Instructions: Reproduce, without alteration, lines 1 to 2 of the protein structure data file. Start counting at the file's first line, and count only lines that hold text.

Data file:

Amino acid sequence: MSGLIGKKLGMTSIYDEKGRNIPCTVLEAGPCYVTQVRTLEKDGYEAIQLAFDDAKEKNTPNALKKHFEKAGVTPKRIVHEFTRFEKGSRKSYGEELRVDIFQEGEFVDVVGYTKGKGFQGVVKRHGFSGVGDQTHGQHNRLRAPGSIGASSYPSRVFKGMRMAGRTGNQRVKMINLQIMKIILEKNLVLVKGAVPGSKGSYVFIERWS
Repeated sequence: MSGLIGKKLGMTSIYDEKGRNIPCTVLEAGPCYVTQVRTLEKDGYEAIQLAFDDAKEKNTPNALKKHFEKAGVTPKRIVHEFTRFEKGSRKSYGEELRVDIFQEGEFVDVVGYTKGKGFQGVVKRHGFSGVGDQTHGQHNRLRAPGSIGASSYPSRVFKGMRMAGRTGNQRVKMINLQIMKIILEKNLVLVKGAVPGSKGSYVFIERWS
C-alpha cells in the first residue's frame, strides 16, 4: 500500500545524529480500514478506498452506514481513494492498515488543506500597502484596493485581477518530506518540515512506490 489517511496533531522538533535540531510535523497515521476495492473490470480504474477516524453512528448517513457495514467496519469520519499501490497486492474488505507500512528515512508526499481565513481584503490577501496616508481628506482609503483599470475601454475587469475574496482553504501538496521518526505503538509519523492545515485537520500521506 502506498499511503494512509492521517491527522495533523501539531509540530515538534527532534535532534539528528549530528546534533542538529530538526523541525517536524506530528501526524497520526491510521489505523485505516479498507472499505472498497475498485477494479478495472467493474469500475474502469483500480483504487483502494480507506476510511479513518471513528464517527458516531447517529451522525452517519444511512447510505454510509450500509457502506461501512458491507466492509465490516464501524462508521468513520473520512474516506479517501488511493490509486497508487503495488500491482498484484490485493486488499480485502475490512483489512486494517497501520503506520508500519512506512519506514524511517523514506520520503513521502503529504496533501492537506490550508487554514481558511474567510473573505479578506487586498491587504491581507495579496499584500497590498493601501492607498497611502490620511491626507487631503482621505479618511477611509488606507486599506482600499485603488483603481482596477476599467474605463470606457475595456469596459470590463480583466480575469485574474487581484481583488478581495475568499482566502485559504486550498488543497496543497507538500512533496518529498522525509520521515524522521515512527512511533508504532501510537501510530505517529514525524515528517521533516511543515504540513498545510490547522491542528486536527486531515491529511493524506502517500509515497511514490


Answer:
Amino acid sequence: MSGLIGKKLGMTSIYDEKGRNIPCTVLEAGPCYVTQVRTLEKDGYEAIQLAFDDAKEKNTPNALKKHFEKAGVTPKRIVHEFTRFEKGSRKSYGEELRVDIFQEGEFVDVVGYTKGKGFQGVVKRHGFSGVGDQTHGQHNRLRAPGSIGASSYPSRVFKGMRMAGRTGNQRVKMINLQIMKIILEKNLVLVKGAVPGSKGSYVFIERWS
Repeated sequence: MSGLIGKKLGMTSIYDEKGRNIPCTVLEAGPCYVTQVRTLEKDGYEAIQLAFDDAKEKNTPNALKKHFEKAGVTPKRIVHEFTRFEKGSRKSYGEELRVDIFQEGEFVDVVGYTKGKGFQGVVKRHGFSGVGDQTHGQHNRLRAPGSIGASSYPSRVFKGMRMAGRTGNQRVKMINLQIMKIILEKNLVLVKGAVPGSKGSYVFIERWS